By Published on .

Direct marketing is attracting the interest of larger media companies, sparking a flurry of acquisitions.

In the latest action, Acxiom Corp. this month completed its acquisition of the assets of Direct Media Inc., Greenwich, Conn., for $25 million. DMI is a leader in the mailing-list business; Acxiom is in data integration, data management and data delivery.

On the last day of April, Harte-Hanks Communications completed its purchase of Di-Mark, Langhorne, Pa., a direct marketing services agency, for a reported $155 million.

The acquisitory trend started last year. Direct marketing transactions-including everything from buyouts to joint ventures-grew 30% in 1995 to 977 strategic transactions, says Vos, Gruppo & Capell, an investment banker specializing in direct marketing. Acquisitions and mergers rose almost 25%; joint ventures and strategic alliances were up 77%.

A 20% increase in merger and acquisition activity is forecast for 1996, said Mike Petsky, Vos principal.


"What we are seeing is media companies such as Harte-Hanks and Heritage realizing that direct response is the fastest-growing media form out there," Mr. Petsky said. "It has a credibility due to really measuring response and accountability and effectiveness.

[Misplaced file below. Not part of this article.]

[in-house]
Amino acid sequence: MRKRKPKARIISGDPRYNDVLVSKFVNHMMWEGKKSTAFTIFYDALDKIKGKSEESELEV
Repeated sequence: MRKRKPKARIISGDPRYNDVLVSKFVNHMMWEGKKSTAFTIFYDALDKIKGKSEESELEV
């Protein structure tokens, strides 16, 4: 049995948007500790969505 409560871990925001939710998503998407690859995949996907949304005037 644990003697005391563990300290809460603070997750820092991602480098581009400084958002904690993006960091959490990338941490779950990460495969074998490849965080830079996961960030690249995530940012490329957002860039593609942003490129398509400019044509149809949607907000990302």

"Direct response marketing builds a database. To capitalize on the trend of relationship marketing, you have to create a database by direct-to-consumer advertising to capture a customer's name and customer information."


Earlier this year, Heritage Media Corp. completed its merger with DIMAC Corp., St. Louis, one of the largest direct marketing agencies in the U.S. Heritage agreed to pay a reported $194.6 million in cash and stock.

Heritage also has a significant in-store marketing presence through its ActMedia subsidiary.

DIMAC ranked No. 1 on Advertising Age's list of top agencies by U.S. direct response revenue, with a 1994 total of $99.3 million, up 56% from '93.

Another major buy that Mr. Petsky noted was late February's acquisition by Cox Enterprises of Donnelley Marketing's Carol Wright Consumer Promotions, the couponing company.


At Harte-Hanks, direct marketing-its largest and fastest-growing core business-will now contribute more than half of the company's annual revenue, up from about 37% before the DiMark deal. Harte-Hanks had total 1995 operating revenue of $533 million.

DiMark offers outsource marketing and database services as well as printing services. The acquisition will make Harte-Hanks a player in direct marketing for the healthcare, insurance and pharmaceutical industries.


More non-traditional direct marketers-such as healthcare and package-goods marketers-are realizing the benefits of direct marketing and are putting significant dollars into it, Mr. Petsky said.

These marketers want one-stop shopping with lettershop, printing, production, creative and database services at one company, adding to the consolidation wave.

"The trend toward direct marketing by...package-goods companies means direct marketing is now a bigger part of the marketing mix" and the media, Mr. Petsky said.

Most Popular
In this article: